This week I did some promoting of my upcoming show, See How They Run. Even though I am solely directing, I can’t help but think like a producer. The timer goes off and I know that I have to send an email to my supporters, send information about the show to my press contacts, as well as post on my websites.
As I was updating my list of websites (and surfing the web), I came across the Coney Island Circus Sideshow. Oh my goodness, the memories flooded my head. It never failed. A group of us always ended up there as we walked the boardwalk trying to stay out of trouble. We would spend the day on the beach, then we’d hit the Sideshow, and then…ride the Cyclone. Good times. The Sideshow was an attraction to the nth degree. Man eating fire? Yes, please. Man swallowing sword? I won’t watch but will watch. Tattooed all over? Woooow. (Folks, this was the ’80s).
So of course the bells go off in my head about the relationship between attraction and promotion. Attraction is the action or power of drawing forth a response. Promotion is the act of furthering the growth or development of something. Drawing a response vs. furthering the growth. And really, the two should be used together when marketing a show (or anything for that matter).
I use the word promote all the time as a producer and director. I can promote anything I want but what I have to ask myself is how do I make it attractive?
I learned about promotion a few years ago. In 2008, I assistant directed Moose Murders for a local theater in Queens. I have no idea what made me volunteer to do the publicity for the show. Actually, I do. I wanted to see if I could be a publicist and what would that entail. Since I didn’t have a foundation in this area, I didn’t have any limits or expectations. So I just did it and learned a lot along the way. I ended up teaching myself the ins and outs of publicity – how to write a press release, finding media contacts, creating a flyer that was attractive. The idea of promoting Moose Murders as a Broadway’s favorite flop and a must see, made the show an attraction. There was intrigue by many. They wanted to know why we would want to produce a show that was a colossal failure. Now that we had this type of interest, we targeted the audience members who saw the original production as well as Frank Rich who wrote the scathing review. Unfortunately, he was unable to attend. It just so happened that a local actor friend was Arthur Bicknell’s college roommate. We used all of this to create buzz. Moose Murders remains one of my favorite productions.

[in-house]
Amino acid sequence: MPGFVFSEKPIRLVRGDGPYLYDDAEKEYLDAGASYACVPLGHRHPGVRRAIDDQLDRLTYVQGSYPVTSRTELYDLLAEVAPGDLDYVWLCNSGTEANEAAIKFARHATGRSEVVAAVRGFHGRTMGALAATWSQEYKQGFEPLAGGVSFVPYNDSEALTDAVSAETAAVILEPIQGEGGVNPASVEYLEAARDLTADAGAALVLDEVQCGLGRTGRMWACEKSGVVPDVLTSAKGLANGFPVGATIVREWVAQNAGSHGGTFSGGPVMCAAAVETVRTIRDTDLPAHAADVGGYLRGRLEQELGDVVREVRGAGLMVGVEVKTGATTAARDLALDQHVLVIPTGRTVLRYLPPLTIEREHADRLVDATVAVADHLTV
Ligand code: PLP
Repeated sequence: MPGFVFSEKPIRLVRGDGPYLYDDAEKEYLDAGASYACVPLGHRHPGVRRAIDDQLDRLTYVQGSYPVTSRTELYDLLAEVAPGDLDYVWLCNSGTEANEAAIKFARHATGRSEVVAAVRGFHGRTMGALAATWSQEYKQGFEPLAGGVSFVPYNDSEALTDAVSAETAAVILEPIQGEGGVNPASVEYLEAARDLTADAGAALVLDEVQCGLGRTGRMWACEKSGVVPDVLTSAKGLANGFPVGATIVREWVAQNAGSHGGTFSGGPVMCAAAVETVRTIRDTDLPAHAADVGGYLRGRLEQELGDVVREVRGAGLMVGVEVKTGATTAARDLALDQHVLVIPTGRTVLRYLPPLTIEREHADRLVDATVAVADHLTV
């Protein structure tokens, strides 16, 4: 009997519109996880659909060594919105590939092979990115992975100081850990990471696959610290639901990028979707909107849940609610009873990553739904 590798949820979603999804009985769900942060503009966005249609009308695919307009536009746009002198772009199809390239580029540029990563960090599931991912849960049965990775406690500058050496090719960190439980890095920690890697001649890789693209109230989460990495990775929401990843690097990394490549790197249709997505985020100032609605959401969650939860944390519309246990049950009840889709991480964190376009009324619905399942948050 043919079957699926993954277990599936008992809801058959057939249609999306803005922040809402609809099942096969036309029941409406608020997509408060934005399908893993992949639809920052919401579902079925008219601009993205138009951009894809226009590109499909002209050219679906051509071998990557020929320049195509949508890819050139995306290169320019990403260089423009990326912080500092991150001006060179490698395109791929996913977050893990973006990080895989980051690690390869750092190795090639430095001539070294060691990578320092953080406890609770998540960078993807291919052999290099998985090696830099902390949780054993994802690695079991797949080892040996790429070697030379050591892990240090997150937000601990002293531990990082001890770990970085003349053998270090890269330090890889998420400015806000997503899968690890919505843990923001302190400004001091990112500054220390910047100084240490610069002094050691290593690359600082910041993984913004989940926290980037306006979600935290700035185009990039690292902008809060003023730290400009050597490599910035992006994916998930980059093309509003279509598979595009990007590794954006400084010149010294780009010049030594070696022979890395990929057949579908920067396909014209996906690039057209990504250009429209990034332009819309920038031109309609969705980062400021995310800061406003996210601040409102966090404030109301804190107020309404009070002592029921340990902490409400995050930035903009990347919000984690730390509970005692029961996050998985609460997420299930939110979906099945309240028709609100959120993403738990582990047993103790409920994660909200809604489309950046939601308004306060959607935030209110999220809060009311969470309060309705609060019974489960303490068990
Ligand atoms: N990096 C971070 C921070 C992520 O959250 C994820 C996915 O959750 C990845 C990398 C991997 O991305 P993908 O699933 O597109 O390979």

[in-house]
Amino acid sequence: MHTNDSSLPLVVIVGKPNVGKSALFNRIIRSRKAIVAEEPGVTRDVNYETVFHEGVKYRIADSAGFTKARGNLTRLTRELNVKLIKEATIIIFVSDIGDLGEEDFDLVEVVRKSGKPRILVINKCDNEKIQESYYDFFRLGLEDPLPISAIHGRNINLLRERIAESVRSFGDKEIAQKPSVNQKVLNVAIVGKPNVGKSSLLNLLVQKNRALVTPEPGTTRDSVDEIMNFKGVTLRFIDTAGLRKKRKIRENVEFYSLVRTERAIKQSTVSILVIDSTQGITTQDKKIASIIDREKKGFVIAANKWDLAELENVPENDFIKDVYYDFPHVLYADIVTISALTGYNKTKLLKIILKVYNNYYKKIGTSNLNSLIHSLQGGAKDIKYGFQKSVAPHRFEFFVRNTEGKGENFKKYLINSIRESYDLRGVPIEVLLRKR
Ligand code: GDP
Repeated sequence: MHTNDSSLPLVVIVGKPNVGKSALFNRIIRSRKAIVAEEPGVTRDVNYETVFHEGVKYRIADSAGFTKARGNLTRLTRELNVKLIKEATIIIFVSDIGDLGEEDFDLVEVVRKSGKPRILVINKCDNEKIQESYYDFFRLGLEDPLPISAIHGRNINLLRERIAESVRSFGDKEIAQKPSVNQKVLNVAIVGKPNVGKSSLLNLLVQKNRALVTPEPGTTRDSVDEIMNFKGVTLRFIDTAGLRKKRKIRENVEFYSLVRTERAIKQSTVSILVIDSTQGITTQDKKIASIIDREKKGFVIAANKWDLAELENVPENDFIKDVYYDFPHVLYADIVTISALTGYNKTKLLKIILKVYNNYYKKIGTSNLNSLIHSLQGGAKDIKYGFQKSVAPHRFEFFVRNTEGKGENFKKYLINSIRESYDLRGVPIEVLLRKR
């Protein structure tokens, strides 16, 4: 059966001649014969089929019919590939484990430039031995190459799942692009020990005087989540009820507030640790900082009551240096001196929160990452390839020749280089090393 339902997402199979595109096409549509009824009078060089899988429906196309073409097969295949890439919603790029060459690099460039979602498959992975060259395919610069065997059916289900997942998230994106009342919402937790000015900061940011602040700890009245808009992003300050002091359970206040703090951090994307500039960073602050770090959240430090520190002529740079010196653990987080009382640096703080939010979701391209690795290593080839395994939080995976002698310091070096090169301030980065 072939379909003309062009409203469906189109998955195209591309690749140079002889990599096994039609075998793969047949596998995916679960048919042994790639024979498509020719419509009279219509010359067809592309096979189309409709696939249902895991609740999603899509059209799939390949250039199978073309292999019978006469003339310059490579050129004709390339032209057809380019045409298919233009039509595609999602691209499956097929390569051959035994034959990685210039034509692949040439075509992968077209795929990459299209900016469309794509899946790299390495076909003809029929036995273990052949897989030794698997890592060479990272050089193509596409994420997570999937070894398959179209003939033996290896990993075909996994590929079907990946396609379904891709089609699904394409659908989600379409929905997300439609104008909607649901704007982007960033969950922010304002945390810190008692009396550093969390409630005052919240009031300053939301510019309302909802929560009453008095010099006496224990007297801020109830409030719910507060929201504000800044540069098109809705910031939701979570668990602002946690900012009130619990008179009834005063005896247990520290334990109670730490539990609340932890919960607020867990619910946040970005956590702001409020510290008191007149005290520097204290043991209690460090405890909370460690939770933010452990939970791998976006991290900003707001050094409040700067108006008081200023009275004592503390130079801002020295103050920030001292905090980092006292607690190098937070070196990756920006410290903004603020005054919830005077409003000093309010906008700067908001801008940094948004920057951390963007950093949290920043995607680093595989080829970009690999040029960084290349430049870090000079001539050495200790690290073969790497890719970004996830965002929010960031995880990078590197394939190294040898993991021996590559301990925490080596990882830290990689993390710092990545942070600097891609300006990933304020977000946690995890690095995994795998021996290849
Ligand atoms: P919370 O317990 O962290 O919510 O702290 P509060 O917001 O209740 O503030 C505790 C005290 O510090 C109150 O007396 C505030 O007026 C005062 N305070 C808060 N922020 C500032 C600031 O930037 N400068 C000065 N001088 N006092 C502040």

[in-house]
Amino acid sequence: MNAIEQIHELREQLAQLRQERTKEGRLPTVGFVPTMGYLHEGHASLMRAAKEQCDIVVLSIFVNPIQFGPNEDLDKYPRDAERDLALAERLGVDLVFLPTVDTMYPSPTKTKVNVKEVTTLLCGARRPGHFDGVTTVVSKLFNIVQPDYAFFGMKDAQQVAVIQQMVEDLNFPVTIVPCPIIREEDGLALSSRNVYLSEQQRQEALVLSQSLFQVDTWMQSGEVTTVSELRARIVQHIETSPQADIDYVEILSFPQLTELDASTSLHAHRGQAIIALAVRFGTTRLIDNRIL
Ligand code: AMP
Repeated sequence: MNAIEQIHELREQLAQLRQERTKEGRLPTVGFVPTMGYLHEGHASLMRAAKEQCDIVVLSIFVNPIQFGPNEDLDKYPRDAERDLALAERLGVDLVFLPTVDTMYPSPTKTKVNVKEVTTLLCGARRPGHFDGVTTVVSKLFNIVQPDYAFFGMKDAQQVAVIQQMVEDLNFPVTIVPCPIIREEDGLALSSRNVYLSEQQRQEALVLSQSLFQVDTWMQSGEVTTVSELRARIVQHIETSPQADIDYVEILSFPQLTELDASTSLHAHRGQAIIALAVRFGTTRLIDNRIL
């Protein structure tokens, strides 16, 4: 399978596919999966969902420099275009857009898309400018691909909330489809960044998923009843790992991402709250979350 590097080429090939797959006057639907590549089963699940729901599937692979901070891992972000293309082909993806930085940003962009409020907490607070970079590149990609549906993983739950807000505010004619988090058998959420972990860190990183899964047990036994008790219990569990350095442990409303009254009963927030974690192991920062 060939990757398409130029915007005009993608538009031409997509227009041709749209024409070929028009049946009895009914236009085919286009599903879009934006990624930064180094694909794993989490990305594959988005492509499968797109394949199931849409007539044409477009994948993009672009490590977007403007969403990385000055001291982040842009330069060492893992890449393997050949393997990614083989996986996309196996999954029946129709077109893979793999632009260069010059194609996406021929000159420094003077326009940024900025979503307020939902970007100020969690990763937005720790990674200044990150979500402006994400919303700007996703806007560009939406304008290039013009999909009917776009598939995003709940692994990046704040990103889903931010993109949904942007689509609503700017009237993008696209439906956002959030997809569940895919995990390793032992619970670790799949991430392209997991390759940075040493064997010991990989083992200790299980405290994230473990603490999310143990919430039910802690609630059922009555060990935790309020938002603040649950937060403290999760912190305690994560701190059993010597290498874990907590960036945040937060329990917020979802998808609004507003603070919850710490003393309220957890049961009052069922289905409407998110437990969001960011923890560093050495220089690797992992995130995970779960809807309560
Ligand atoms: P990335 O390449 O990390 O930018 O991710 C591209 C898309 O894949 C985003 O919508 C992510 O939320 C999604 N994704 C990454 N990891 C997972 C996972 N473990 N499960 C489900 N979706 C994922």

The same thing can be said for Torch Song Trilogy. As far as we knew, the show hadn’t had a revival in New York City since Harvey Fierstein did it on Broadway in 1983. What did we have to lose? Nothing. We decided to reach out to Mr. Fierstein since we knew he was in town. He reprised Edna for the final performances of Hairspray. He gave us his blessing so we used that as part of our promotion. We made the show attractive by presenting the three acts, separately, in their own time slots. This allowed the ticket buyer to either by one ticket per show or the trilogy package. Either way, they were able to mix and match the three pieces giving them a chance to see all three acts over two weeks. Torch Song Trilogy was a success for Black Henna and personal success for me. I hold that production very close to my heart.
I continue to learn everyday. As we are living in a world where technology is continuously evolving, it is so important to be on top of it. For example, if one social media is waning, another is exponentially growing. Remember Friendster?
So promotion works if it is attractive. And if it’s attractive, it’s definitely promotable.